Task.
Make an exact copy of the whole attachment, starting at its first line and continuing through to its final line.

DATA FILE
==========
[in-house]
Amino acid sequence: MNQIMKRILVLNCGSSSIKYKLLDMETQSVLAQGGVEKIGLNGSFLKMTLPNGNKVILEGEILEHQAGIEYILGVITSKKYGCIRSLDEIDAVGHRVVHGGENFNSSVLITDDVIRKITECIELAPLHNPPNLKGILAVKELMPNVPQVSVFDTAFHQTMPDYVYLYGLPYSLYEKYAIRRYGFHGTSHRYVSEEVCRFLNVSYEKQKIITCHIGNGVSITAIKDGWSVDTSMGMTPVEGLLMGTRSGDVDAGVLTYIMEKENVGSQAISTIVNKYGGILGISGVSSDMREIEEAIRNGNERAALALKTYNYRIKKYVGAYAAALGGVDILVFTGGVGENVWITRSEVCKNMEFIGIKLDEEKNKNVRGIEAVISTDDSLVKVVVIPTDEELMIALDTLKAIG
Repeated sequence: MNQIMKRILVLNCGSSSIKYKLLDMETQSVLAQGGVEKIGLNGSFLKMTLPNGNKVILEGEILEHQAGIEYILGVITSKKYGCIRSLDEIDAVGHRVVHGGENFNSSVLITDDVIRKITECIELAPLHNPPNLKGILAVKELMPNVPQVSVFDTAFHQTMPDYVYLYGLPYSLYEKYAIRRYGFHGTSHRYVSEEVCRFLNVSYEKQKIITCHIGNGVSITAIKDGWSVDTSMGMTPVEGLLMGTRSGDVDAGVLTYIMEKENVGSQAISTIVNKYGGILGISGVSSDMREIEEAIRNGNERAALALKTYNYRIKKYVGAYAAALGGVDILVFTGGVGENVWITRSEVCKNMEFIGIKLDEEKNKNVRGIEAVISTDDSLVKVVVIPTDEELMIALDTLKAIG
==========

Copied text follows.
[in-house]
Amino acid sequence: MNQIMKRILVLNCGSSSIKYKLLDMETQSVLAQGGVEKIGLNGSFLKMTLPNGNKVILEGEILEHQAGIEYILGVITSKKYGCIRSLDEIDAVGHRVVHGGENFNSSVLITDDVIRKITECIELAPLHNPPNLKGILAVKELMPNVPQVSVFDTAFHQTMPDYVYLYGLPYSLYEKYAIRRYGFHGTSHRYVSEEVCRFLNVSYEKQKIITCHIGNGVSITAIKDGWSVDTSMGMTPVEGLLMGTRSGDVDAGVLTYIMEKENVGSQAISTIVNKYGGILGISGVSSDMREIEEAIRNGNERAALALKTYNYRIKKYVGAYAAALGGVDILVFTGGVGENVWITRSEVCKNMEFIGIKLDEEKNKNVRGIEAVISTDDSLVKVVVIPTDEELMIALDTLKAIG
Repeated sequence: MNQIMKRILVLNCGSSSIKYKLLDMETQSVLAQGGVEKIGLNGSFLKMTLPNGNKVILEGEILEHQAGIEYILGVITSKKYGCIRSLDEIDAVGHRVVHGGENFNSSVLITDDVIRKITECIELAPLHNPPNLKGILAVKELMPNVPQVSVFDTAFHQTMPDYVYLYGLPYSLYEKYAIRRYGFHGTSHRYVSEEVCRFLNVSYEKQKIITCHIGNGVSITAIKDGWSVDTSMGMTPVEGLLMGTRSGDVDAGVLTYIMEKENVGSQAISTIVNKYGGILGISGVSSDMREIEEAIRNGNERAALALKTYNYRIKKYVGAYAAALGGVDILVFTGGVGENVWITRSEVCKNMEFIGIKLDEEKNKNVRGIEAVISTDDSLVKVVVIPTDEELMIALDTLKAIG